Scientists have warned of the risks associated with the widespread use of antibody tests by employees and the wider public, as the government prepares to announce plans for all NHS and social care staff to be tested.
Dr Claudia Paoloni, president of the Hospital Consultants and Specialists Association, told the Guardian: “The ability to assess who has and has not already had this virus is a major milestone, but there are still a number of unknown factors. The new test’s arrival should not simply be seen as a green light to reduce PPE and other protections for NHS staff who test positive.”
Professor Gino Martini, chief scientific officer at the Royal Pharmaceutical Society, said: “Any antibody test at present can only provide a partial picture. The real issue is that no-one knows the level of immunity that is conferred by having antibodies to coronavirus, how long it might last, and if you can become re-infected.”
Dr Simon Clarke, associate professor in cellular microbiology at the University of Reading, said the tests were “good for satisfying people’s curiosity, but no more”.
He told the Guardian: “Having these antibodies is a reliable way of confirming that someone has been infected previously. Their presence does not indicate that someone is immune, and it should be remembered that any post-infection immunity may dwindle rapidly… We just don’t know enough about what it takes to make someone immune to Covid-19 to accurately test people,” he said.
The government’s move to provide healthcare staff with tests is aimed at allaying fears in the workplace will provided figures on the numbers of people who have had Covid-19. The blood tests, that will be undertaken by hundreds of thousands of workers have to be processed in laboratories. It has not yet been proven that antibodies reduce or remove the risk of reinfection. The length of any immunity gained is also unknown.
Public Health England (PHE) validated three laboratory-based antibody tests, calling them “game-changing”: one from Swiss-based Roche; one from US-based Abbott; and another from the Welsh firm Ortho Clinical Diagnostics. The Abbott tests are sold online by Babylon and Superdrug – among others – from £69, although Abbott itself this week insisted that its tests were not intended to be used by people taking their own blood samples.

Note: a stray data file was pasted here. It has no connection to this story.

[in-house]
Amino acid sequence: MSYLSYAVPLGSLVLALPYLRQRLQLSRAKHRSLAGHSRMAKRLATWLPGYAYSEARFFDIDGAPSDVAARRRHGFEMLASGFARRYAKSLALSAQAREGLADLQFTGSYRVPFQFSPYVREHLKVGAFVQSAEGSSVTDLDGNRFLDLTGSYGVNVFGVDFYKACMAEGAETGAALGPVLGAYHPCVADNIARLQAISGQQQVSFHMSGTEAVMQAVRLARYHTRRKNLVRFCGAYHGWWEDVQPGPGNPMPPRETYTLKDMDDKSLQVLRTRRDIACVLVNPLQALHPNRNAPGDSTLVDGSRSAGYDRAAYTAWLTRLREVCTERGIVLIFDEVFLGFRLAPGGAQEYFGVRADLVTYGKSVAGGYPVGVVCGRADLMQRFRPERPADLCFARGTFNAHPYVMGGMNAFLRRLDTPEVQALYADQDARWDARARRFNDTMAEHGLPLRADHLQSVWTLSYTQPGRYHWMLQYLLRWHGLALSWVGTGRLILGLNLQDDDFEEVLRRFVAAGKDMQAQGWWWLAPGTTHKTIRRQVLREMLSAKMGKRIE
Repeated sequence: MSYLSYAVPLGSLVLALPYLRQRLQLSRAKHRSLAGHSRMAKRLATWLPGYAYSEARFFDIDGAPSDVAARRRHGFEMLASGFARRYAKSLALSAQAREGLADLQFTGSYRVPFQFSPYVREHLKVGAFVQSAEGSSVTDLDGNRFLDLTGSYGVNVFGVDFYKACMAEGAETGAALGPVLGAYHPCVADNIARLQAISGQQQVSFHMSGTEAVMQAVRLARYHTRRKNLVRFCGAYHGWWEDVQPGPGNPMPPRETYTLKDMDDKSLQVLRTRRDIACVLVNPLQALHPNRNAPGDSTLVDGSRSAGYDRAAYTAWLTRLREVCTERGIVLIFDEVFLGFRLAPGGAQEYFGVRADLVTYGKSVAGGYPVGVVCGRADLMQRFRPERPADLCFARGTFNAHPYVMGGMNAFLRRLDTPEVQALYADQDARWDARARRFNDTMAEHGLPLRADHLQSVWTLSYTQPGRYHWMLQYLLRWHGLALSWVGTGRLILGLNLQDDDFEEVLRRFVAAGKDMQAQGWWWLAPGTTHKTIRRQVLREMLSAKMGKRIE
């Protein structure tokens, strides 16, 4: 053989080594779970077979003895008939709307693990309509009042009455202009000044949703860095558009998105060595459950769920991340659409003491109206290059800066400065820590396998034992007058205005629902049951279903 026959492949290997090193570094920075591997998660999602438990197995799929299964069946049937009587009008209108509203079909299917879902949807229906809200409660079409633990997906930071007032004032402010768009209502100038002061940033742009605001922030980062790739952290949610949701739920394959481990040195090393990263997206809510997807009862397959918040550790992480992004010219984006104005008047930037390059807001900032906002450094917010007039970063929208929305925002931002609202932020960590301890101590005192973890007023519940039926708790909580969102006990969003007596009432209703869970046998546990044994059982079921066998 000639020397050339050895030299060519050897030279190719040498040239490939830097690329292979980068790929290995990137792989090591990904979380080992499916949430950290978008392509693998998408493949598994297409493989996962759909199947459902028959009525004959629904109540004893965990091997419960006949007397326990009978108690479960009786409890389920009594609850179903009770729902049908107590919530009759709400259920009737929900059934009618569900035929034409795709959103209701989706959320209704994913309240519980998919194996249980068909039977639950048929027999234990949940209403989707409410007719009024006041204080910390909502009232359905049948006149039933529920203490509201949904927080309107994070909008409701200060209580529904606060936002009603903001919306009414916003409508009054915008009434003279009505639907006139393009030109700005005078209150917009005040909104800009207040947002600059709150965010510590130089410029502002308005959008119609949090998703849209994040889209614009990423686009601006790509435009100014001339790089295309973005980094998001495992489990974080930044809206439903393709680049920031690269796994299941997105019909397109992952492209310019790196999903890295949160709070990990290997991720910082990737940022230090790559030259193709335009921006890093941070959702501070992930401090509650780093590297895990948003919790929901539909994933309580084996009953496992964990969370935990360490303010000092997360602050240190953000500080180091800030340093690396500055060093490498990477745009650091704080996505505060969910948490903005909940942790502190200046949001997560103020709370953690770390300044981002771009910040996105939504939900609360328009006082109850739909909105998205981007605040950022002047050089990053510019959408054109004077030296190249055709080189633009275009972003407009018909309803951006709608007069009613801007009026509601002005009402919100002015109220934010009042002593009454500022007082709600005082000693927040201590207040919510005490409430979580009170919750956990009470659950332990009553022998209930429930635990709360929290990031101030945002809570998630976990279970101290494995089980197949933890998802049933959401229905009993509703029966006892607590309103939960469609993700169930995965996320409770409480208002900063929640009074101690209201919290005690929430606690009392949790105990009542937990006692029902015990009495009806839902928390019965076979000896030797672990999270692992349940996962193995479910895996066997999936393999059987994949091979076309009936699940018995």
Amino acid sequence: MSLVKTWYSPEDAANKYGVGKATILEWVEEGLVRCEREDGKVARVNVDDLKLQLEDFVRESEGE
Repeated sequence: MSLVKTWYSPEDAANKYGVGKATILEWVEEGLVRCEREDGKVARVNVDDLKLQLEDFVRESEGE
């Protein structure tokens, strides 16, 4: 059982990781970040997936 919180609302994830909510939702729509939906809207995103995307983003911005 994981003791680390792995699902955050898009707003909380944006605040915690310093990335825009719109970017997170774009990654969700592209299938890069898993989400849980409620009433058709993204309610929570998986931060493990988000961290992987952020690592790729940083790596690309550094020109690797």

NHS medical director Professor Stephen Powis said that people ought to hold off purchasing the tests until government scientists found out more about their accuracy. A further complicating factor was that people with Covid-19 who don’t become very ill may not make high levels of antibody. Will Irving, a professor of virology at University of Nottingham, said: “The sensitivity data will be dependent on what kind of serum samples have been tested. If these are mostly – or all – from hospitalised patients, then the figure may be an overestimate.”
Ortho Clinical Diagnostics managing director Paul Hackworth, said: “The sense we get is that initially it will be used in returning staff and to serve the needs of the vaccine. It will be important to find out how quickly antibody levels that are raised after vaccination wane over time.”
The developments will be keenly observed by companies looking to test employees as they return to the workplace.
In April, Alex Templeton, CEO of test supplier to businesses, Qured, told Personnel Today: “We offer tests in which the samples are collected by the patients themselves at home or at the workplace, and are couriered to our lab partner for rapid analysis. It is a combination of both of these tests which will give UK businesses all the information they need to manage their whole employee population, to ensure that they do not put their colleagues or others at risk while the virus is circulating. With this information, businesses will be able to start planning for bringing their employees back to work safely, in a post-lockdown world.”
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